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Thousands In Ramallah Welcome Abbas After Historic UN Trip

Palestinian president Mahmud Abbas waves to thousands of cheering Palestinians as they welcome their president at his Ramallah headquarters
Thousands of Palestinians have welcomed home President Mahmud Abbas following his return from the United Nations, where he had submitted a historic bid for Palestinian statehood.

Crowds waved Palestinian flags and cheered as 76-year-old Abbas arrived outside his presidential headquarters in Ramallah on September 25

Abbas, who formally requested full UN membership September 23 at the General Assembly, told the crowd that the bid marked the beginning of what he called the "Palestinian Spring," a reference to the Arab Spring uprisings in Egypt, Tunisia, and elsewhere.

Earlier today, Israeli Foreign Minister Avigdor Lieberman said there would be "tough repercussions" if the United Nations approves the Palestinian application.

The statement came a day after Egypt and Spain voiced support for the Palestinian bid at the General Assembly.

Spanish Foreign Minister Trinidad Jimenez maintained that a two-state solution and peaceful negotiations were the best alternative for resolving the Palestinian-Israeli conflict:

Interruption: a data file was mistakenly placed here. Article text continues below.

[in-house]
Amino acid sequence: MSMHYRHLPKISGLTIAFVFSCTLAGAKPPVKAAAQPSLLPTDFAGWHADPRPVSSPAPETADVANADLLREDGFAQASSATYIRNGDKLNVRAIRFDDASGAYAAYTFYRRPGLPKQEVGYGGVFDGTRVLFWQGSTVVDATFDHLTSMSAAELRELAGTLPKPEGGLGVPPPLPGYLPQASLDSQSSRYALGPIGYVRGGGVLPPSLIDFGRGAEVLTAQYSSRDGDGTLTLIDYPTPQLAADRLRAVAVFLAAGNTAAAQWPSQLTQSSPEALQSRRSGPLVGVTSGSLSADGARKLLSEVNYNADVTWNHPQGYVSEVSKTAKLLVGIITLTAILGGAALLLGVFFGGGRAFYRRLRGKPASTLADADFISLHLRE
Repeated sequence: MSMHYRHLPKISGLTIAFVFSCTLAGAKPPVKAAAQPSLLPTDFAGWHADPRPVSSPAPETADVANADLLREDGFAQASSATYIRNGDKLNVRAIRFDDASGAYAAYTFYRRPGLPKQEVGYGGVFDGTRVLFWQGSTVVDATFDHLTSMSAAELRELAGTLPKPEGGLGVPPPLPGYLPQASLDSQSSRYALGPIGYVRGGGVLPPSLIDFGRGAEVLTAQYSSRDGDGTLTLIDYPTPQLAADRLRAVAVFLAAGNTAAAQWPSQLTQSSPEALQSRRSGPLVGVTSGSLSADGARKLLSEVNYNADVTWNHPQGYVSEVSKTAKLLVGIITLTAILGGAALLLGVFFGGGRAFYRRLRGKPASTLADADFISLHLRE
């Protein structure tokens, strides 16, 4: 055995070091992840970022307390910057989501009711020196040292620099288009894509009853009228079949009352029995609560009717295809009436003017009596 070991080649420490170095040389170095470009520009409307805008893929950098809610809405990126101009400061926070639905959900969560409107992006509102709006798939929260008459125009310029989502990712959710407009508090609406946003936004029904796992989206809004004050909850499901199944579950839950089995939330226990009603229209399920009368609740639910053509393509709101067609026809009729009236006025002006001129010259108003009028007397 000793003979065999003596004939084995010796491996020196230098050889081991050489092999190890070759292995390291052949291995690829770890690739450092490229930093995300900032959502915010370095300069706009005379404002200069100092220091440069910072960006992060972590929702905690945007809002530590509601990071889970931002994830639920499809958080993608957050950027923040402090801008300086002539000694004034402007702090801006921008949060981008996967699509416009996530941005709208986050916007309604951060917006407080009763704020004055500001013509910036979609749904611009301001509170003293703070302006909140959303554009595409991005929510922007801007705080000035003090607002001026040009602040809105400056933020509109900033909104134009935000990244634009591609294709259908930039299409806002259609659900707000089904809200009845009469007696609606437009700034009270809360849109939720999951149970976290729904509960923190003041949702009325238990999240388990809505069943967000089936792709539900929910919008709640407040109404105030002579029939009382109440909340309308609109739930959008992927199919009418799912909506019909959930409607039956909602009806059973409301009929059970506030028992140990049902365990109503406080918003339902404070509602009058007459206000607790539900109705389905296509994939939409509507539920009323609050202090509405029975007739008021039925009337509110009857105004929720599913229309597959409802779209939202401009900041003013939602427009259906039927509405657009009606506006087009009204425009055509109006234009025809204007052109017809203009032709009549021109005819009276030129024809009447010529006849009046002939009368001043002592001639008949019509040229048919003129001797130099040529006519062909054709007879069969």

"Effective, sustainable peace can only be achieved through negotiations between the parties," she said. "Spain believes that the Palestinians could find in this new status a stimulus for the prompt resumption of negotiations."

The UN Security Council is due to meet September 26 to discuss the application.

The United States, a Security Council permanent member, has threatened to veto the motion. But the bid can still win more limited approval in the General Assembly, where any vote can pass by a simple majority.

Meanwhile, the Quartet of Middle East power brokers -- made up of the U.S., the European Union, Russia, and the UN -- proposed a new plan on September 23, urging Israel and the Palestinians to meet within a month and set a new agenda for peace talks.

Speaking in Ramallah on September 25, Abbas said there would be no talks without a "complete halt" to Israeli settlements in occupied Palestinian territory.

compiled from agency reports